To mark International Day of Sign Languages, the channel will feature anchors providing sign language translations of the day’s top news till September 27.

Malayalam channel features sign language translations of news for a weekScreenshot from Asianet News YouTube
news Human Interest Monday, September 24, 2018 - 11:21

Regular viewers of Asianet News channel noticed something different about the channel’s regular news bulletins on Sunday: an additional box on the side of the screen featuring news anchors simultaneously providing sign language translations of the day’s top news.

This new initiative was carried out in observance of International Day of Sign Languages (23 September). S Biju, the assistant executive editor at Asianet, tells TNM that this initiative will continue to be carried out until Thursday, 27 September.

Biju said, “It is estimated that roughly 1 per cent of people has varying degrees of speech or hearing disabilities. The National Institute of Speech and Hearing (NISH) in Thiruvananthapuram is one of the fundamental institutes working in this area. They requested us to support them in their initiative to make the media more hearing impaired-friendly and we obliged.”

The anchors providing the sign language news on Asianet are from NISH. “We trained them over the last few days, we gave them instructions and familiarised them with our system. The sign language anchors will be joining us for three of our regular news bulletins: the 8 AM, 2 PM and 4 PM bulletins. They come into our studios and present along with our anchors.”

He said that it was a mild challenge for the team, in terms of television and production nuances and readjusting graphics. “Outwardly it looks simple, but there was some inner challenges. However, we thought we will support them,” Biju added.

When asked if there were any additional costs required to carry out this initiative, Biju says, “Just capital costs, in terms of time and energy. A few people may have to come in earlier to train them, but in an organisation, it can be managed without any additional operational cost. There’s not really an issue of cost.”

But he did mention that the space where Asianet is broadcasting these special anchors onscreen is actually the space normally given to branding and advertising. “Our commercial team has decided to pull out the advertisements in those spaces in favour of this initiative.”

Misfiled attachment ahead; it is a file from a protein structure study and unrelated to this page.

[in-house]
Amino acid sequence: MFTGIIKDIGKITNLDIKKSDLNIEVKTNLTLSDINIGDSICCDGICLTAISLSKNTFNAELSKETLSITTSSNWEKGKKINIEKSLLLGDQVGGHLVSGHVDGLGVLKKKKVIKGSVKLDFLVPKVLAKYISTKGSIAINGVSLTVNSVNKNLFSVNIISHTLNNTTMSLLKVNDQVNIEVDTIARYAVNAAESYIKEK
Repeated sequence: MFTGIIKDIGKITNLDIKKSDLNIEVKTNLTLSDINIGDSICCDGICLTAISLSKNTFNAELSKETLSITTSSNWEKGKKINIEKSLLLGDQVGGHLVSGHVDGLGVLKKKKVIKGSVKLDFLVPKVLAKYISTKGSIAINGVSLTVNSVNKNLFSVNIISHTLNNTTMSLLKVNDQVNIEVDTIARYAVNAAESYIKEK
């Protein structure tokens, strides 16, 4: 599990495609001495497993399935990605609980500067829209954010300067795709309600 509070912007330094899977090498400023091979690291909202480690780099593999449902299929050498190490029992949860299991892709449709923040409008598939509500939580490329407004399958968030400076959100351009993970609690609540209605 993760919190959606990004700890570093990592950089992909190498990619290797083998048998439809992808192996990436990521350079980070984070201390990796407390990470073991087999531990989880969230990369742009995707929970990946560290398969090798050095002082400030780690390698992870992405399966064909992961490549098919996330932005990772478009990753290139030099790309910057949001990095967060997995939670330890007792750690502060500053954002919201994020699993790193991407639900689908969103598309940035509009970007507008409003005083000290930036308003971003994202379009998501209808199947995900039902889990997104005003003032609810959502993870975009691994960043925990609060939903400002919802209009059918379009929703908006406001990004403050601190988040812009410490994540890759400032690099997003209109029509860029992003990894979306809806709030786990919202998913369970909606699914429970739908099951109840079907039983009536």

Biju went on to elucidate just why this is such an important initiative. “If more people understand sign language, we can break barriers between communities. If we all knew sign language, we could communicate easily with the deaf community, and with each other if we meet non-hearing impaired individuals who speak unfamiliar languages. Learning sign language creates a lot of understanding and sympathy for the hearing impaired community.”

He mentions that while there may be some challenges to continuing the program after this initiative which will end on Thursday - like the fact that the full television screen space is often necessary when there’s critical, developing or important breaking news - there are ways to carry such initiatives forward.

“If there is a strong organisation or some universities working in this space as there in other countries like the US, it’s possible to create a resource where regular news bulletins are converted to sign language bulletins. They can be shown in a second screen, on web platforms and mobile platforms, or separate bulletins can be created by such groups working in the field. They can perhaps take up major bulletins of different news organisations. If the organisation gives the consent, it can easily be done in a second screen, or as a separate resource,” Biju explains.

While Asianet is not the only channel to start such an initiative — Doordarshan’s prime-time news has been hearing impaired-friendly since 2009 — it’s heartening to see a leading private news channel attempt an inclusive and really rather jolly initiative like this and hope it will inspire other news channels to do the same and inspire organisations to try to find ways in which news can be made accessible to different marginalised communities through innovative new projects.

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